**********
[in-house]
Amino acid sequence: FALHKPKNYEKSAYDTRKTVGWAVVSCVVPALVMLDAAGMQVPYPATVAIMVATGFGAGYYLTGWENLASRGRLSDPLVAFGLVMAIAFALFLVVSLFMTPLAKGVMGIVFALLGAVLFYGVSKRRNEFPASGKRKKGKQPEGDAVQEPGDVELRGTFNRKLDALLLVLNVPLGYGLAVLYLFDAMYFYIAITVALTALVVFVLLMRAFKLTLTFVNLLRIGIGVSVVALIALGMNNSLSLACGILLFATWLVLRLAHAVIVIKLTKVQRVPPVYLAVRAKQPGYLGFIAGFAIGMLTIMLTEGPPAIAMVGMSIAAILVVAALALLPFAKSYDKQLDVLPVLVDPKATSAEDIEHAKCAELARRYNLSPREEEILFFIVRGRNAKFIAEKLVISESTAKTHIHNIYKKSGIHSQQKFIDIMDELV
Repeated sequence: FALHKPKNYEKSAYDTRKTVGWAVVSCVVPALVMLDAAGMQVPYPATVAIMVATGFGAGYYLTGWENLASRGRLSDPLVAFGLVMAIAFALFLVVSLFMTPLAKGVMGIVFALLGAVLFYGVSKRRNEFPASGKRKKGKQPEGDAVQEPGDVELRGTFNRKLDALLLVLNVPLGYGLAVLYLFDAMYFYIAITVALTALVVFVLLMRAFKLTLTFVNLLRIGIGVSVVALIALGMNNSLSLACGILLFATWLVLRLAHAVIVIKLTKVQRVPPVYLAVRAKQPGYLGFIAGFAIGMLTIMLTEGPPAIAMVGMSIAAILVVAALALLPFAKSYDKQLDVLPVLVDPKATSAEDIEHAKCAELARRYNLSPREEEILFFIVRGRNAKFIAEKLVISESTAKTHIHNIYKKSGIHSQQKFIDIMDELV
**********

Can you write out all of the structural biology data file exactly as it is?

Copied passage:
[in-house]
Amino acid sequence: FALHKPKNYEKSAYDTRKTVGWAVVSCVVPALVMLDAAGMQVPYPATVAIMVATGFGAGYYLTGWENLASRGRLSDPLVAFGLVMAIAFALFLVVSLFMTPLAKGVMGIVFALLGAVLFYGVSKRRNEFPASGKRKKGKQPEGDAVQEPGDVELRGTFNRKLDALLLVLNVPLGYGLAVLYLFDAMYFYIAITVALTALVVFVLLMRAFKLTLTFVNLLRIGIGVSVVALIALGMNNSLSLACGILLFATWLVLRLAHAVIVIKLTKVQRVPPVYLAVRAKQPGYLGFIAGFAIGMLTIMLTEGPPAIAMVGMSIAAILVVAALALLPFAKSYDKQLDVLPVLVDPKATSAEDIEHAKCAELARRYNLSPREEEILFFIVRGRNAKFIAEKLVISESTAKTHIHNIYKKSGIHSQQKFIDIMDELV
Repeated sequence: FALHKPKNYEKSAYDTRKTVGWAVVSCVVPALVMLDAAGMQVPYPATVAIMVATGFGAGYYLTGWENLASRGRLSDPLVAFGLVMAIAFALFLVVSLFMTPLAKGVMGIVFALLGAVLFYGVSKRRNEFPASGKRKKGKQPEGDAVQEPGDVELRGTFNRKLDALLLVLNVPLGYGLAVLYLFDAMYFYIAITVALTALVVFVLLMRAFKLTLTFVNLLRIGIGVSVVALIALGMNNSLSLACGILLFATWLVLRLAHAVIVIKLTKVQRVPPVYLAVRAKQPGYLGFIAGFAIGMLTIMLTEGPPAIAMVGMSIAAILVVAALALLPFAKSYDKQLDVLPVLVDPKATSAEDIEHAKCAELARRYNLSPREEEILFFIVRGRNAKFIAEKLVISESTAKTHIHNIYKKSGIHSQQKFIDIMDELV